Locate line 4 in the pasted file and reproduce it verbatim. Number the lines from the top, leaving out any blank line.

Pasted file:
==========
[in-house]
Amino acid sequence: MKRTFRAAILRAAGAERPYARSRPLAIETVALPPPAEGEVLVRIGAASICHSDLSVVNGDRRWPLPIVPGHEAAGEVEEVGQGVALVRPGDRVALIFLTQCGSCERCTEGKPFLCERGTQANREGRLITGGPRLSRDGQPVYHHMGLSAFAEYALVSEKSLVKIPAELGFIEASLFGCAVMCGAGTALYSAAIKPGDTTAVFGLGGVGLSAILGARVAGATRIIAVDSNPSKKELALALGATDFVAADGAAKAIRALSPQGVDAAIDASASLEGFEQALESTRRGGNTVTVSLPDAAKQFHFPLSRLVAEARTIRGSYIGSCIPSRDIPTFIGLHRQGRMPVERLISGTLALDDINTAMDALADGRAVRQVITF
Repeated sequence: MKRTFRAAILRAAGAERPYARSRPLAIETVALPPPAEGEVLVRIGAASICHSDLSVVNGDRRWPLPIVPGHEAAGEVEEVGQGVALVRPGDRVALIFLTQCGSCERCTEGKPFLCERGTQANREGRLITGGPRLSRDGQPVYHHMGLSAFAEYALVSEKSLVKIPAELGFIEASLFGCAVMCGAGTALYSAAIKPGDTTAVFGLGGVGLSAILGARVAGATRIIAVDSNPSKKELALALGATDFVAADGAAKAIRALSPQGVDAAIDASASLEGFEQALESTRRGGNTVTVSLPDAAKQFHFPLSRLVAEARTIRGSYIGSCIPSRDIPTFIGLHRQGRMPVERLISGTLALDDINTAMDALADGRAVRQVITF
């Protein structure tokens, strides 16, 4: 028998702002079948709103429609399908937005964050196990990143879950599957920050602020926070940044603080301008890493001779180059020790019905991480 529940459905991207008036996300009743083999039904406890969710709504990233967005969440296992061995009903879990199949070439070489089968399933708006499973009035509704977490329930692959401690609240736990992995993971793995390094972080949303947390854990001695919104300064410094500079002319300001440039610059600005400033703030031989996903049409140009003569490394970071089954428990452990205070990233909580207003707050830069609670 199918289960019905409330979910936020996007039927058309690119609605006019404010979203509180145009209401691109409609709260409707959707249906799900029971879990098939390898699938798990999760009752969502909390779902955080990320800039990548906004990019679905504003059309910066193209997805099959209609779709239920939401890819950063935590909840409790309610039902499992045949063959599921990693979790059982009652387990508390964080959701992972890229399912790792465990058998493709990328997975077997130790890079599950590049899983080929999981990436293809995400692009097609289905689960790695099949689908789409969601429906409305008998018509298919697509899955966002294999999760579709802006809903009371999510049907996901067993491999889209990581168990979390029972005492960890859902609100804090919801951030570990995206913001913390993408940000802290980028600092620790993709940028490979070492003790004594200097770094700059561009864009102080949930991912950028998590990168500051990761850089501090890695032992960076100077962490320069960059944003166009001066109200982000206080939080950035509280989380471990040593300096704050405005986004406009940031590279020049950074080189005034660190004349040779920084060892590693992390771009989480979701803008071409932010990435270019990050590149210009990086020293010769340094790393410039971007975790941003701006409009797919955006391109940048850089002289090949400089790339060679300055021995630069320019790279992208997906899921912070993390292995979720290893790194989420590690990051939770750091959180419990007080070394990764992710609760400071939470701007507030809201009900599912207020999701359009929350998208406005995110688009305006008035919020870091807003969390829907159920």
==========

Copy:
């Protein structure tokens, strides 16, 4: 028998702002079948709103429609399908937005964050196990990143879950599957920050602020926070940044603080301008890493001779180059020790019905991480 529940459905991207008036996300009743083999039904406890969710709504990233967005969440296992061995009903879990199949070439070489089968399933708006499973009035509704977490329930692959401690609240736990992995993971793995390094972080949303947390854990001695919104300064410094500079002319300001440039610059600005400033703030031989996903049409140009003569490394970071089954428990452990205070990233909580207003707050830069609670 199918289960019905409330979910936020996007039927058309690119609605006019404010979203509180145009209401691109409609709260409707959707249906799900029971879990098939390898699938798990999760009752969502909390779902955080990320800039990548906004990019679905504003059309910066193209997805099959209609779709239920939401890819950063935590909840409790309610039902499992045949063959599921990693979790059982009652387990508390964080959701992972890229399912790792465990058998493709990328997975077997130790890079599950590049899983080929999981990436293809995400692009097609289905689960790695099949689908789409969601429906409305008998018509298919697509899955966002294999999760579709802006809903009371999510049907996901067993491999889209990581168990979390029972005492960890859902609100804090919801951030570990995206913001913390993408940000802290980028600092620790993709940028490979070492003790004594200097770094700059561009864009102080949930991912950028998590990168500051990761850089501090890695032992960076100077962490320069960059944003166009001066109200982000206080939080950035509280989380471990040593300096704050405005986004406009940031590279020049950074080189005034660190004349040779920084060892590693992390771009989480979701803008071409932010990435270019990050590149210009990086020293010769340094790393410039971007975790941003701006409009797919955006391109940048850089002289090949400089790339060679300055021995630069320019790279992208997906899921912070993390292995979720290893790194989420590690990051939770750091959180419990007080070394990764992710609760400071939470701007507030809201009900599912207020999701359009929350998208406005995110688009305006008035919020870091807003969390829907159920």